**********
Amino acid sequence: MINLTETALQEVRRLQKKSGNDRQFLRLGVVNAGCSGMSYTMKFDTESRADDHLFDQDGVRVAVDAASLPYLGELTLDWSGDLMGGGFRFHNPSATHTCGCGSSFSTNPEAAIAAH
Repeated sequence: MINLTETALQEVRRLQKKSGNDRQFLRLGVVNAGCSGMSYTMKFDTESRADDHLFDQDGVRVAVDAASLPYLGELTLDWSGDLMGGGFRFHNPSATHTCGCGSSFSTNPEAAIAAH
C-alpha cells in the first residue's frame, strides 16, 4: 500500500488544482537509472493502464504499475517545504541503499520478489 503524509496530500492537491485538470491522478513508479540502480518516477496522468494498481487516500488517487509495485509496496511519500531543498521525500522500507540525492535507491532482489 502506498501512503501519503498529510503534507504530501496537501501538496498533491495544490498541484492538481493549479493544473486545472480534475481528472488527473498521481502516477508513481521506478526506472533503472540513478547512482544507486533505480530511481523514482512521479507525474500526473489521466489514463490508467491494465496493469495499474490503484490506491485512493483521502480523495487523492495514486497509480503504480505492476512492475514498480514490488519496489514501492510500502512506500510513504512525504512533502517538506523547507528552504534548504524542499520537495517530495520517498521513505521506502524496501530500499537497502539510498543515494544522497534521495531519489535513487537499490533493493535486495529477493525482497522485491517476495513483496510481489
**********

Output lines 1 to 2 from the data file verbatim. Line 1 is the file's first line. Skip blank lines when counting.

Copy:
Amino acid sequence: MINLTETALQEVRRLQKKSGNDRQFLRLGVVNAGCSGMSYTMKFDTESRADDHLFDQDGVRVAVDAASLPYLGELTLDWSGDLMGGGFRFHNPSATHTCGCGSSFSTNPEAAIAAH
Repeated sequence: MINLTETALQEVRRLQKKSGNDRQFLRLGVVNAGCSGMSYTMKFDTESRADDHLFDQDGVRVAVDAASLPYLGELTLDWSGDLMGGGFRFHNPSATHTCGCGSSFSTNPEAAIAAH